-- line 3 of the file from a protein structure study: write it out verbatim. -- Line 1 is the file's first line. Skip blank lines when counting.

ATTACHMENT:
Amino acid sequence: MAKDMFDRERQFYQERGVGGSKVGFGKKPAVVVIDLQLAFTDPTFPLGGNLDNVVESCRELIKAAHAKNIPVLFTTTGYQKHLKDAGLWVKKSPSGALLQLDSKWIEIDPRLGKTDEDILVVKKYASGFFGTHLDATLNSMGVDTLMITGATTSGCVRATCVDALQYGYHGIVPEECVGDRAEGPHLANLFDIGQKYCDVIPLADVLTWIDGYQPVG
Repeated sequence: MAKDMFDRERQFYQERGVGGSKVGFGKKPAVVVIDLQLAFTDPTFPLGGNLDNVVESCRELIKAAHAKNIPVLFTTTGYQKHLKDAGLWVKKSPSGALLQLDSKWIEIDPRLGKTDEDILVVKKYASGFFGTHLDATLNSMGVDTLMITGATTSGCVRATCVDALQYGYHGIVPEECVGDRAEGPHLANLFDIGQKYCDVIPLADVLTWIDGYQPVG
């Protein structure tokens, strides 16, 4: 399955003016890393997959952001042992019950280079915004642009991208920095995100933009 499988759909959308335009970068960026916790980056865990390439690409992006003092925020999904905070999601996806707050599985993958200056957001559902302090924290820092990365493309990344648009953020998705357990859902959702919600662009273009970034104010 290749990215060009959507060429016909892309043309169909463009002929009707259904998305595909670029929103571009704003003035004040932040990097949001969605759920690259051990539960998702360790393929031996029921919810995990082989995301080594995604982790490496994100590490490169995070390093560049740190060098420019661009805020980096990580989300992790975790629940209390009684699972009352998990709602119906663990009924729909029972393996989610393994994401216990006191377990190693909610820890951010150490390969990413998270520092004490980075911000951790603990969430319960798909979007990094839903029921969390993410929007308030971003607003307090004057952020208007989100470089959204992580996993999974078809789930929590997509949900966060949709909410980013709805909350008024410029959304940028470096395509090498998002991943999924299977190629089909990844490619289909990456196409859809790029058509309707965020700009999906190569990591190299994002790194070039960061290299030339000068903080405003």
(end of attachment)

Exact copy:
């Protein structure tokens, strides 16, 4: 399955003016890393997959952001042992019950280079915004642009991208920095995100933009 499988759909959308335009970068960026916790980056865990390439690409992006003092925020999904905070999601996806707050599985993958200056957001559902302090924290820092990365493309990344648009953020998705357990859902959702919600662009273009970034104010 290749990215060009959507060429016909892309043309169909463009002929009707259904998305595909670029929103571009704003003035004040932040990097949001969605759920690259051990539960998702360790393929031996029921919810995990082989995301080594995604982790490496994100590490490169995070390093560049740190060098420019661009805020980096990580989300992790975790629940209390009684699972009352998990709602119906663990009924729909029972393996989610393994994401216990006191377990190693909610820890951010150490390969990413998270520092004490980075911000951790603990969430319960798909979007990094839903029921969390993410929007308030971003607003307090004057952020208007989100470089959204992580996993999974078809789930929590997509949900966060949709909410980013709805909350008024410029959304940028470096395509090498998002991943999924299977190629089909990844490619289909990456196409859809790029058509309707965020700009999906190569990591190299994002790194070039960061290299030339000068903080405003």